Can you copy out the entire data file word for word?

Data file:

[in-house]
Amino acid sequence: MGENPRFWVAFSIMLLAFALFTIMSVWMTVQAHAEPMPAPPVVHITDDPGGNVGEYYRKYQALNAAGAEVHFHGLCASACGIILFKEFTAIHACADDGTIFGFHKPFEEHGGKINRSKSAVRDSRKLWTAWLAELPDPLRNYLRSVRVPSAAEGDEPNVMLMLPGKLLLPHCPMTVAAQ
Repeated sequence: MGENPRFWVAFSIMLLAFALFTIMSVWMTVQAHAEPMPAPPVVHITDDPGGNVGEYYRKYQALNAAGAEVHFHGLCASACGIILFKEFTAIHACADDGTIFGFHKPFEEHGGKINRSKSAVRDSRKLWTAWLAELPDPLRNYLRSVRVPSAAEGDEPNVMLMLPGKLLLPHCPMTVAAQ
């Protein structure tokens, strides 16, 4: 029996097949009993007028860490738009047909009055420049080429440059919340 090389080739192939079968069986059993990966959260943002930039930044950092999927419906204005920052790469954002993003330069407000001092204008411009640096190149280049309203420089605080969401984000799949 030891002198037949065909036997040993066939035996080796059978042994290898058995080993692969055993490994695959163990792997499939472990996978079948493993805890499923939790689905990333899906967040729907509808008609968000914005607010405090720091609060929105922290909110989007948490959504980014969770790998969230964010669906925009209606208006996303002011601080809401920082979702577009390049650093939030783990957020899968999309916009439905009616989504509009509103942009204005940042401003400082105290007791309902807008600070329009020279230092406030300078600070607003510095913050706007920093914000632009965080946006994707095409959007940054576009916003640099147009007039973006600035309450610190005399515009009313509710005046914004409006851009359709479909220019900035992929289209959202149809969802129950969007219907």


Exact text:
[in-house]
Amino acid sequence: MGENPRFWVAFSIMLLAFALFTIMSVWMTVQAHAEPMPAPPVVHITDDPGGNVGEYYRKYQALNAAGAEVHFHGLCASACGIILFKEFTAIHACADDGTIFGFHKPFEEHGGKINRSKSAVRDSRKLWTAWLAELPDPLRNYLRSVRVPSAAEGDEPNVMLMLPGKLLLPHCPMTVAAQ
Repeated sequence: MGENPRFWVAFSIMLLAFALFTIMSVWMTVQAHAEPMPAPPVVHITDDPGGNVGEYYRKYQALNAAGAEVHFHGLCASACGIILFKEFTAIHACADDGTIFGFHKPFEEHGGKINRSKSAVRDSRKLWTAWLAELPDPLRNYLRSVRVPSAAEGDEPNVMLMLPGKLLLPHCPMTVAAQ
């Protein structure tokens, strides 16, 4: 029996097949009993007028860490738009047909009055420049080429440059919340 090389080739192939079968069986059993990966959260943002930039930044950092999927419906204005920052790469954002993003330069407000001092204008411009640096190149280049309203420089605080969401984000799949 030891002198037949065909036997040993066939035996080796059978042994290898058995080993692969055993490994695959163990792997499939472990996978079948493993805890499923939790689905990333899906967040729907509808008609968000914005607010405090720091609060929105922290909110989007948490959504980014969770790998969230964010669906925009209606208006996303002011601080809401920082979702577009390049650093939030783990957020899968999309916009439905009616989504509009509103942009204005940042401003400082105290007791309902807008600070329009020279230092406030300078600070607003510095913050706007920093914000632009965080946006994707095409959007940054576009916003640099147009007039973006600035309450610190005399515009009313509710005046914004409006851009359709479909220019900035992929289209959202149809969802129950969007219907």